Dreams after all, are not achieved with our eyes closed.
4. Wallowing In Guilt Isn't Going To Finish Anything
In a study conducted by psychologists Claire Adams and Mark Leary, they tested people on a diet for tendencies to indulge during feelings of guilt. The result? The group who were left to feel guilty about what they did during the experiment (which was to eat candy and doughnuts) ate more than those who received “feel-good” messages.
This tells us that when we let go of the guilt, we help ourselves move on from the past and exert more willpower in later decisions.
It’s going to be tough – but learn to forgive yourself. People make mistakes, but that’s not what defines us. If you keep thinking that your boss will me mad at you for quitting, or that you keep slipping back to bad habits, you’ll never get anything done. Do your best to change for the better, but forgive yourself for slip-ups.
5. You Need To Realize Your Own Mistakes
There are always two possibilities whenever we let go of something: either we’ll be happier about it, or we’ll regret it. But you you’ll never know unless you actually DO it.
Once you decide to quit your job, your relationship, or your bad habit, there’s always the chance that it’s going to end badly. However, it’s a gamble you need to take if you want to change. This goes back to the question of how much you want something.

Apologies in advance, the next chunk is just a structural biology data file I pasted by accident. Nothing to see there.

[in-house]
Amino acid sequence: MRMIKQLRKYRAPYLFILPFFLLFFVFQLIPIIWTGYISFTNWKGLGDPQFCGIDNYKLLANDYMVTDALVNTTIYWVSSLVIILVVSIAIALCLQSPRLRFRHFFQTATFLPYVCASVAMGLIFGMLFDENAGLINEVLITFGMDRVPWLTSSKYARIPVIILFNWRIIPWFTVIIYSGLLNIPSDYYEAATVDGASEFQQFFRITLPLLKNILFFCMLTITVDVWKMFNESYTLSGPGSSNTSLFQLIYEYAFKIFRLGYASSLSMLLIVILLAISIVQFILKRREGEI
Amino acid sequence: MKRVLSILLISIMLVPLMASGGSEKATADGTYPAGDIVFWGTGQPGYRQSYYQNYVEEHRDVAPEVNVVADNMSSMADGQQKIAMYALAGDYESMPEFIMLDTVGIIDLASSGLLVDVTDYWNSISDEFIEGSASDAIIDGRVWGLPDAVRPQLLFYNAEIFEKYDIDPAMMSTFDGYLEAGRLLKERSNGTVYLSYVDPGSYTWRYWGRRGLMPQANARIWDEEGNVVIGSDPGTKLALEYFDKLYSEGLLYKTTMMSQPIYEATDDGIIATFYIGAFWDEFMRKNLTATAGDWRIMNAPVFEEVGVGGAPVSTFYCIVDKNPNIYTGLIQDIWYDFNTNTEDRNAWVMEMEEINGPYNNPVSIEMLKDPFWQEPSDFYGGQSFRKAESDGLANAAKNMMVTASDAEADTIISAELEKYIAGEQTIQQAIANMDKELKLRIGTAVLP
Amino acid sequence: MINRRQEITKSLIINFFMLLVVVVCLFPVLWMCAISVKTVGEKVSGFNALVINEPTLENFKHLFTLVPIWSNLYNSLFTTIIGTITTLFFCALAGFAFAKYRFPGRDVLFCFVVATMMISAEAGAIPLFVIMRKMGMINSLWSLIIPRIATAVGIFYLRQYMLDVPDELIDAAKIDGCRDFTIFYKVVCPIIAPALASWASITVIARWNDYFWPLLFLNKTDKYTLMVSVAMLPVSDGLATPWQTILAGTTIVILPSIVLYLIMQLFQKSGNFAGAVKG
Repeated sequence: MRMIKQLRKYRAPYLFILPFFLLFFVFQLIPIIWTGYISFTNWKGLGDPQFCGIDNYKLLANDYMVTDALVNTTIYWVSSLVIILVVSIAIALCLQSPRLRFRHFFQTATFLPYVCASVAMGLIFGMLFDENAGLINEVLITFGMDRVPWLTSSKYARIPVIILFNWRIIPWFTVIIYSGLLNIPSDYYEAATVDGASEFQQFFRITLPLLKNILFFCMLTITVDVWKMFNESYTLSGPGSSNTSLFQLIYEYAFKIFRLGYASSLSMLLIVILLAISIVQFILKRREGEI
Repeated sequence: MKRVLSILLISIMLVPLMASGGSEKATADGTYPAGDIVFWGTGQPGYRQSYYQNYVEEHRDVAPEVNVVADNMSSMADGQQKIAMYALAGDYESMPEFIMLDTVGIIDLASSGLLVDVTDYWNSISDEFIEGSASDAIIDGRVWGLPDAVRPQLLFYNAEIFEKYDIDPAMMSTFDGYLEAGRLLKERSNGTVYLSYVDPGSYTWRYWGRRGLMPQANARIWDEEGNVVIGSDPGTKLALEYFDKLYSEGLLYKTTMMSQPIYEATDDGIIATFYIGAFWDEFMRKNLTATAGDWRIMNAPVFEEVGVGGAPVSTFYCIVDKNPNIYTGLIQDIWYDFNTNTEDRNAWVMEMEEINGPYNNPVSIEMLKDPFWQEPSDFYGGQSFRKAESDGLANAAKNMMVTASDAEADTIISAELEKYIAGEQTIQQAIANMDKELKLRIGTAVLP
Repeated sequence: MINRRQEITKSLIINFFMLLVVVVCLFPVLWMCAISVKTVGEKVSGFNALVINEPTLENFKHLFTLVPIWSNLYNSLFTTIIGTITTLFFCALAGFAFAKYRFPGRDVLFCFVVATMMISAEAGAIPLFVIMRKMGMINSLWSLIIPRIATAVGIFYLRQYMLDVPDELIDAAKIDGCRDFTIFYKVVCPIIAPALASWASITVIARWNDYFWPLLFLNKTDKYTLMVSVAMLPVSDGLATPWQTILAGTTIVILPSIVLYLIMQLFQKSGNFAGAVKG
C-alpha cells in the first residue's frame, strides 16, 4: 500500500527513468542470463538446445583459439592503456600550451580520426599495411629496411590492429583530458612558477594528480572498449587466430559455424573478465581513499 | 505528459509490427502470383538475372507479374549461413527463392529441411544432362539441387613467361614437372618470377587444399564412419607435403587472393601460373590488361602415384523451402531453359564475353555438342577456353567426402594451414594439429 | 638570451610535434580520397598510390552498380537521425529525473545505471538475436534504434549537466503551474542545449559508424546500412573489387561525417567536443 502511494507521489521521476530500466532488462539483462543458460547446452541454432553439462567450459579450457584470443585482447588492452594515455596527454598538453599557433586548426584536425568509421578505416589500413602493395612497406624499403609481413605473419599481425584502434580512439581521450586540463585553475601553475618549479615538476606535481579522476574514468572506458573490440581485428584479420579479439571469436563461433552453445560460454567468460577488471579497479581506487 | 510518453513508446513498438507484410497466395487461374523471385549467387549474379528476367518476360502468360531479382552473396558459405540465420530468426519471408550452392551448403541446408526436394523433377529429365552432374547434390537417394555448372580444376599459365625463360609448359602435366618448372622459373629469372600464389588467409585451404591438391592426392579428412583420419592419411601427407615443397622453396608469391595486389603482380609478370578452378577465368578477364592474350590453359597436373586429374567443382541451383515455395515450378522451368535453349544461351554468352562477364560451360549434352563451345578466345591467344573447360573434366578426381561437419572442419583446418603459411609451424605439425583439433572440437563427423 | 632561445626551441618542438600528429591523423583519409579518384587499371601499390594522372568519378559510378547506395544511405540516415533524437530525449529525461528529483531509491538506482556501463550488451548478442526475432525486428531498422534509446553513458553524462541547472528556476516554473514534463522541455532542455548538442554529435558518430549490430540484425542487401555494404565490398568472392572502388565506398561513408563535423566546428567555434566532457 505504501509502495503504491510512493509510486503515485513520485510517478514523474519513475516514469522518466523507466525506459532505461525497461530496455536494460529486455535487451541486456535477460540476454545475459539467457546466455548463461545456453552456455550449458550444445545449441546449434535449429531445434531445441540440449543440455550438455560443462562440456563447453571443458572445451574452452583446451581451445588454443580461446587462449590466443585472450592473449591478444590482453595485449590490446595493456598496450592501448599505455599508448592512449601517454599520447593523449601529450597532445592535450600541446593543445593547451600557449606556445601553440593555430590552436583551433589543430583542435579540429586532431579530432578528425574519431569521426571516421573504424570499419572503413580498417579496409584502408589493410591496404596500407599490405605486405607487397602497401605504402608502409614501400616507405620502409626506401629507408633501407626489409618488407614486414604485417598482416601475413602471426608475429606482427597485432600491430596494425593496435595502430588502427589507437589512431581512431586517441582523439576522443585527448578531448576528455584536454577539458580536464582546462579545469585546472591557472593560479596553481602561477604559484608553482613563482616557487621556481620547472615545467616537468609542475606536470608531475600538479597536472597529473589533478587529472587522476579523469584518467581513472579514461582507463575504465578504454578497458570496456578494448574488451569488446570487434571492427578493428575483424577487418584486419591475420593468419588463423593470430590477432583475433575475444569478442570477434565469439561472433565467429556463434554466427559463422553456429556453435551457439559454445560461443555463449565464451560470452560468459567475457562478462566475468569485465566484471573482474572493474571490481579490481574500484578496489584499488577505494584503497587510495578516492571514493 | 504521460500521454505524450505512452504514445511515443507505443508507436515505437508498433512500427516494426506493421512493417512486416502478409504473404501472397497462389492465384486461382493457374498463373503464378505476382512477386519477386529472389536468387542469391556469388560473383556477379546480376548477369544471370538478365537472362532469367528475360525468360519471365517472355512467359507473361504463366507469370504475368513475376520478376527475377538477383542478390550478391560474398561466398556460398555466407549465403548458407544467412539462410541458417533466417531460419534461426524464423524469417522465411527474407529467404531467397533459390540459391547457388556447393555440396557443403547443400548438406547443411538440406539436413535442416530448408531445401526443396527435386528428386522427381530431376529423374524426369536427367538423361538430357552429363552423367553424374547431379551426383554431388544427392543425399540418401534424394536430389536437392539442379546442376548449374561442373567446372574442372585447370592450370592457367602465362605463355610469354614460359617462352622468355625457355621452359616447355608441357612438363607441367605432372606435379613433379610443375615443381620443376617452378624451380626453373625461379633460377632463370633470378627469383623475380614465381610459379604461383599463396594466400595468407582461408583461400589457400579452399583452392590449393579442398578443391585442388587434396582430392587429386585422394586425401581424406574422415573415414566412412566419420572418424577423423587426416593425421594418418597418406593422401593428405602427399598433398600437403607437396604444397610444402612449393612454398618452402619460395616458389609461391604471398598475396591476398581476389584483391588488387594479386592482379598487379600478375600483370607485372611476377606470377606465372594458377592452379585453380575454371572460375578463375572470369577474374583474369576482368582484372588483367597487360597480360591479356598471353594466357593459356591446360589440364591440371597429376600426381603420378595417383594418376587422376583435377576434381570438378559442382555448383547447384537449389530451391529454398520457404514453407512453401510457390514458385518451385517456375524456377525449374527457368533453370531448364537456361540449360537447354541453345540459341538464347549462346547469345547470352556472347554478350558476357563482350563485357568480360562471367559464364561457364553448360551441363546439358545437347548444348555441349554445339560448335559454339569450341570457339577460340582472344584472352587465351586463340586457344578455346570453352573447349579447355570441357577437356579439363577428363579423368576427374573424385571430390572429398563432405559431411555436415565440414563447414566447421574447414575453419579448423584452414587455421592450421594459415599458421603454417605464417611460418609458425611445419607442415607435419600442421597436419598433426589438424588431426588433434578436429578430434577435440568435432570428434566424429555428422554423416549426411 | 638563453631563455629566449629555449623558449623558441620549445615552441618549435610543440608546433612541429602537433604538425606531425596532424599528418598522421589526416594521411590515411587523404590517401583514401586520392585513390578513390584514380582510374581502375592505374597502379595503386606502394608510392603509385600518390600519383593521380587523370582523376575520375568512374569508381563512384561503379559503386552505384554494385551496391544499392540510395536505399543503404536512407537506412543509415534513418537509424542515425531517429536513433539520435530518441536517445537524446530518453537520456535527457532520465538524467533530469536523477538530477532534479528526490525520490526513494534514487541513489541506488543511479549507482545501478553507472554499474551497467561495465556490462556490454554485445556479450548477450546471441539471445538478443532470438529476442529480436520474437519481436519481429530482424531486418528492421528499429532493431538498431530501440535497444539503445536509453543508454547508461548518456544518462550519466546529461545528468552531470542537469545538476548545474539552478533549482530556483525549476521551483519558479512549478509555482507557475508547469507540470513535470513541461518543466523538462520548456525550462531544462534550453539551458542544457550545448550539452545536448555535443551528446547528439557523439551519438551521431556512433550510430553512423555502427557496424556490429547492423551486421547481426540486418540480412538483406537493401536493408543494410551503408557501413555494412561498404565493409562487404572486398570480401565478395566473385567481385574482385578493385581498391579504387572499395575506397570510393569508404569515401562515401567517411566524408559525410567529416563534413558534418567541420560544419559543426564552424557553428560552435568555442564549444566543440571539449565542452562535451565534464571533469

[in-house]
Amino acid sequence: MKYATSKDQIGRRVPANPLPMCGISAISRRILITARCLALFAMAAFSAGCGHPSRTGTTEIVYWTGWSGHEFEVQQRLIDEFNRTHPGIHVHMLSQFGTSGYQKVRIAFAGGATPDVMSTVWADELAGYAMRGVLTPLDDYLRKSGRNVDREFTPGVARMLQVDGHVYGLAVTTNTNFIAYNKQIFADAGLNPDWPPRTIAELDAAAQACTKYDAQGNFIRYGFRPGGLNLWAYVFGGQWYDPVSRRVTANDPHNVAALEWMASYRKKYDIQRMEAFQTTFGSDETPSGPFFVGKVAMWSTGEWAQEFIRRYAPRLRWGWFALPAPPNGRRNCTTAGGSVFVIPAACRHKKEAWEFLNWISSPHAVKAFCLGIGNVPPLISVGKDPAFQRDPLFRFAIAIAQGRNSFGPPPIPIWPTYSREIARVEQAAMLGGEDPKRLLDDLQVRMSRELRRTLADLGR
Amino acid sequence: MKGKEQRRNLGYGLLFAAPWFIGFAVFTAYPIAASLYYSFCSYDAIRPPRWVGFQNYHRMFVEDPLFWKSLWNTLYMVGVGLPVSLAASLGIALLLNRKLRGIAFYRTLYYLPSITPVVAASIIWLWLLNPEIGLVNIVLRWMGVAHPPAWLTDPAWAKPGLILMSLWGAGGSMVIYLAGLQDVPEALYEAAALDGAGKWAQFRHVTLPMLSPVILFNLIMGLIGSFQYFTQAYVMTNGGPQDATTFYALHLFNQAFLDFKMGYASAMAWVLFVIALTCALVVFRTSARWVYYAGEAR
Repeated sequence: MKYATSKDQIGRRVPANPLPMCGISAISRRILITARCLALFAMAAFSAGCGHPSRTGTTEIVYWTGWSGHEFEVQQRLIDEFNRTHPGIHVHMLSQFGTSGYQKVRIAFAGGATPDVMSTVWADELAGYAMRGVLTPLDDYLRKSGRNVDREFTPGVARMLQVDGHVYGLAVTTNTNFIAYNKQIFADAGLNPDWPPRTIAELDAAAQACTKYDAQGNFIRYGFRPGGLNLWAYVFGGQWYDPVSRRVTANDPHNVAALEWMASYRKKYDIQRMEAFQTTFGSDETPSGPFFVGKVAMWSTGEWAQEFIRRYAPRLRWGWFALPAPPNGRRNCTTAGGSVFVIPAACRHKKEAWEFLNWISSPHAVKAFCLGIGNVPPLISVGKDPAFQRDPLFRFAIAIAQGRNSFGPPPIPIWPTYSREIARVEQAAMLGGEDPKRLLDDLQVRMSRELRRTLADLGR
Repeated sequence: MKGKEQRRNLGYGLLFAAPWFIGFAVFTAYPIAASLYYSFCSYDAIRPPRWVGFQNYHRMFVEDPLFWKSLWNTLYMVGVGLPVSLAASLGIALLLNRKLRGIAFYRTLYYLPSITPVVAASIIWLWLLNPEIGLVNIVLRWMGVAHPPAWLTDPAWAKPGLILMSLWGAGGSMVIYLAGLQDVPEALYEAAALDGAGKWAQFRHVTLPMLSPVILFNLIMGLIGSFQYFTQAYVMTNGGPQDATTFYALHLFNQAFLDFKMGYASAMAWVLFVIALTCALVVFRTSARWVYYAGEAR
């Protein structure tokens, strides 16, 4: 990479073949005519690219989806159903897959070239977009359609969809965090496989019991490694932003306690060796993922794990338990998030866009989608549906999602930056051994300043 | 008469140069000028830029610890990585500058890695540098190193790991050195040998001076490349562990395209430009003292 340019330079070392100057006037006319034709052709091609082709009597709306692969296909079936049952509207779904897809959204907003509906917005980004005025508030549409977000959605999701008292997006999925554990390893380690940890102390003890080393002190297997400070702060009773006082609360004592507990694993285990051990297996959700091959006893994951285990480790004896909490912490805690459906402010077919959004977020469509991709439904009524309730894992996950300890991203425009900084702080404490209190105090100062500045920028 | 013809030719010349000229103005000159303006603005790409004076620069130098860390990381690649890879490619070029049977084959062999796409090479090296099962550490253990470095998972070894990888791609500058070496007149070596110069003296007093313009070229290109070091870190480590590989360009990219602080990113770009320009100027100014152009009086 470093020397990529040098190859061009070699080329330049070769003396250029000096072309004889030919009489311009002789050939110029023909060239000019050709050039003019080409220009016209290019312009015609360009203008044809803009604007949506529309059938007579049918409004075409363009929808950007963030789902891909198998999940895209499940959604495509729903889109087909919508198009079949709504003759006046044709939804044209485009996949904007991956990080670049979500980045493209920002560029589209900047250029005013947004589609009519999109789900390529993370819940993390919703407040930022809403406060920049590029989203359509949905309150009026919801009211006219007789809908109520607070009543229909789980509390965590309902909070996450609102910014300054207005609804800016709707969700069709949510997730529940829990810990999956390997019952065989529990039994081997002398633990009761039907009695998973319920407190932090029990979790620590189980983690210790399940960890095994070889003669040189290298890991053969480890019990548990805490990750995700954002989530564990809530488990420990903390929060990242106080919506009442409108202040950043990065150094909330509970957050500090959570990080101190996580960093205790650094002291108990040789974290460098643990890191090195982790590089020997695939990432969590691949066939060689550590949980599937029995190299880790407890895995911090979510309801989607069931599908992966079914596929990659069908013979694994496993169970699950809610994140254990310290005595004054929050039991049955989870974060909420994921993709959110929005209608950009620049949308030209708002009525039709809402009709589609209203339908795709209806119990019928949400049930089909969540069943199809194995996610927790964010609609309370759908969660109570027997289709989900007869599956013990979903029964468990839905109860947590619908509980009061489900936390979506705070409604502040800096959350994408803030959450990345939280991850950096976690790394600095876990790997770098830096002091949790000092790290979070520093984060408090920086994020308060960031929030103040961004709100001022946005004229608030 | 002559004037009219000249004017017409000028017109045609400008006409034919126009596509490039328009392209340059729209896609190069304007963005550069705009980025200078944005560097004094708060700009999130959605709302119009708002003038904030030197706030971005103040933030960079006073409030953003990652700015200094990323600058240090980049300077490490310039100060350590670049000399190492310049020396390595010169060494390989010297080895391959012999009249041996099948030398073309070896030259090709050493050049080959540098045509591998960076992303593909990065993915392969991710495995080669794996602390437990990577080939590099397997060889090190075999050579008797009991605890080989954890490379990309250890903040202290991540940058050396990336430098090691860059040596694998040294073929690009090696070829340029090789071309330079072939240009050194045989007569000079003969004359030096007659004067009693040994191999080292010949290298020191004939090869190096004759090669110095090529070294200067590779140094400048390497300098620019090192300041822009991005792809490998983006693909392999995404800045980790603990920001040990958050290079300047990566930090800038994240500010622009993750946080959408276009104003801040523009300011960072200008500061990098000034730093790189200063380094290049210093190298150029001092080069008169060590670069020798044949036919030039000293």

Now you can dream about moving on to better pastures forever – or you could take a leap of faith today.
6. You’re Just Making a Choice
Guilt, like every other emotion, is normal. It’s okay to feel responsible for something, and it’s alright to have nagging doubts. It’s just part of the process of letting go. If you didn’t feel these things, that could even be a bad sign because then it would mean that you never cared in the first place!
After all is said and done, accept the fact that you’re simply making a choice. No matter how challenging a situation is, even if it hurts, someone needs to make a decision – and stick to it. When it’s all over, like our feelings, the negative things will pass. By then, you have (hopefully) learned something new, gained some progress, and changed for the better.
Maybe It’s Time
“At the end, someone or something always gives up. It is either you give up and quit, or the obstacle or failure gives up and makes way for your success to come through.” ― Idowu Koyenikan
Quitting a job, a relationship, or a habit doesn’t always have to be a bad thing. At times, it’s even necessary. The hard part is knowing WHEN to give up. Take as much time as you can afford. Go away and reflect if you must; but return with a steady mind. Only you can know when it’s really time to quit.
Cris Antonio is the Chief Editor of Scoopfed.com. She’s currently focused on helping healthcare workers find better career opportunities through Locum Tenens. Aside from writing, Cris also enjoys painting, collecting toys, and reading German novels.